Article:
Kremlin Confirms Domestic Gas Price Hikes for Russia
In an interview in the Nov. 22 Wall Street Journal, Russian Presidential economics adviser Igor Shuvalov confirmed plans to triple domestic natural gas prices over coming years, from the current level of $40-50 per thousand cubic meters, to $150. Shuvalov said that charging more, especially to Russian industrial users, is the only way to ensure investment in the industry. Bringing domestic prices into line with speculation-dominated international commodities markets has been a demand on Russia from international financial institutions and other globalizers, for 15 years. Shuvalov is seen in Moscow as representing the tendency within the Kremlin that favors playing by free-trade rules.
British experts and media continue to harp on Russia's troubles, stemming from underinvestment by Gazprom in production. On Nov. 20, the London Independent featured Alan Riley of the Center for European Policy Studies, who attacked the notion of Russia as "an all-powerful energy superpower." Riley cited a warning by Vladimir Milov, a former Russian Energy Ministry official, that Russia's shortfall of natural gas could be 126 billion cubic meters by 2010. Gazprom calls this "disinformation."
On Nov. 22, President Putin held a meeting with top energy officials, to discuss power supply problems that have already cropped up. A week earlier, Gazprom fired Alexander Ryazanov, the deputy CEO in charge of contacts with foreign partners on developing the Shtokman gas field in the Barents Sea. His replacement, Valeri Golubev, is a long-time associate of Putin from St. Petersburg.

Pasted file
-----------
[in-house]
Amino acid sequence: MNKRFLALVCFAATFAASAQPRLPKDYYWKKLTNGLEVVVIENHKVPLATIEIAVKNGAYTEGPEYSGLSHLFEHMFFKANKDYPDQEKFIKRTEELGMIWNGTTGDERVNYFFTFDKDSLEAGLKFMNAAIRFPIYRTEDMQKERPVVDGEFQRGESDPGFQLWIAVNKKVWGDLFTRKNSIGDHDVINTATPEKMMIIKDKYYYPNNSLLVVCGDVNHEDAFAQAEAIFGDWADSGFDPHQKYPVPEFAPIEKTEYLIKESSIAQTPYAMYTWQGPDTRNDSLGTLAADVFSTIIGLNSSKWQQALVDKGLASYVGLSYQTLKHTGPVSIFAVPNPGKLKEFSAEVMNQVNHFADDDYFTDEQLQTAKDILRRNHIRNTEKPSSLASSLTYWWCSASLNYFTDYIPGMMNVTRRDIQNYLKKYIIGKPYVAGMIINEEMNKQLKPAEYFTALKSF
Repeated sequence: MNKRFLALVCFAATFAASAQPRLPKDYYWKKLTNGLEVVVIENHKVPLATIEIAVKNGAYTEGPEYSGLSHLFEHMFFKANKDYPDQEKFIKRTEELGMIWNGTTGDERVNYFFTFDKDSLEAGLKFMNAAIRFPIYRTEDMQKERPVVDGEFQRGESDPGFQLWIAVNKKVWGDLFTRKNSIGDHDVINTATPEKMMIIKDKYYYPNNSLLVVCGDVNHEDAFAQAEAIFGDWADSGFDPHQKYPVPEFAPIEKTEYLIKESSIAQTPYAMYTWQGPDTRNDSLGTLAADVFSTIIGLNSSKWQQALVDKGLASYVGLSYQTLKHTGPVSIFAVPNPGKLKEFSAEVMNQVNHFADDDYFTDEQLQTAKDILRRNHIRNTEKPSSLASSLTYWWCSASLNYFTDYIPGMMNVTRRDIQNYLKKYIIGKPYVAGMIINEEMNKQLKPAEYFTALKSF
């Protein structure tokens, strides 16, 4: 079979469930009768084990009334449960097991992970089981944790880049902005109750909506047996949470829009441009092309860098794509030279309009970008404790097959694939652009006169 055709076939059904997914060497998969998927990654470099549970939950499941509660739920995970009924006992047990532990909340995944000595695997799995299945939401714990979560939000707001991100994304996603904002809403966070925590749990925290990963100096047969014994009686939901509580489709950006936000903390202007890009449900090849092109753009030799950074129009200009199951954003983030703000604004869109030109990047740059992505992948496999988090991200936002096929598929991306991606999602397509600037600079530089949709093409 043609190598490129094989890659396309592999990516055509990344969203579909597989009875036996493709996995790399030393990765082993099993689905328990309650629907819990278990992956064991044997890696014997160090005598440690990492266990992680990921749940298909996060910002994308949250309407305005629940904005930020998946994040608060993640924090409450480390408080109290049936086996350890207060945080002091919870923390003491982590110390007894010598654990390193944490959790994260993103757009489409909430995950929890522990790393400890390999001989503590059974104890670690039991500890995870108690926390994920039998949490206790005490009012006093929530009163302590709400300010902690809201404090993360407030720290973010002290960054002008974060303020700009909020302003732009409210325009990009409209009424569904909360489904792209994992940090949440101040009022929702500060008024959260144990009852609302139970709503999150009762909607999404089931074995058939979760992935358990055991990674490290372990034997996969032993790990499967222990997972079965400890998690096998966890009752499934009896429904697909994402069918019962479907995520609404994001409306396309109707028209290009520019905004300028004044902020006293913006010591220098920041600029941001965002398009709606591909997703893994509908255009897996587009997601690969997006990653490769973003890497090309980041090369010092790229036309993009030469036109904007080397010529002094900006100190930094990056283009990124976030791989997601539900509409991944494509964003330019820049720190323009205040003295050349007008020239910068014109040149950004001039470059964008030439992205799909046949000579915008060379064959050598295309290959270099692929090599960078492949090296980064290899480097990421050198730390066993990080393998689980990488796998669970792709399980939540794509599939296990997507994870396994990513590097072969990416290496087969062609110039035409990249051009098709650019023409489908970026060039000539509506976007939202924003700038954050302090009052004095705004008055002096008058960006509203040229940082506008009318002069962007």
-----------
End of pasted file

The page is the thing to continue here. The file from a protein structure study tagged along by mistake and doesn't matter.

Putin: High-Profile Assassinations Are Provocations
Speaking in Helsinki Nov. 24, President Putin commented on recent sensational political assassinations involving Russia. In reply to a question about journalist Anna Politkovskaya's murder, he said: "We must also think about other assassinations of that kind. Another journalist, the American Paul Klebnikov [of Forbes, ex-son-in-law of banker John Train and biographer of Boris Berezovsky] was also assassinated. An investigation was opened and the case was brought to trial. Unfortunately, the defendants were freed by the jury. The prosecutor has reopened the case." Putin went on to note that political murders were taking place abroad, too, mentioning the poisoning of former Russian intelligence officer Alexander Litvinenko, who died in London that morning. Putin said he hoped that the death would not be used for political provocation. At the same time, a deathbed letter by Berezovsky ally Litvinenko, saying that if he died, Putin was to blame, is being publicized worldwide.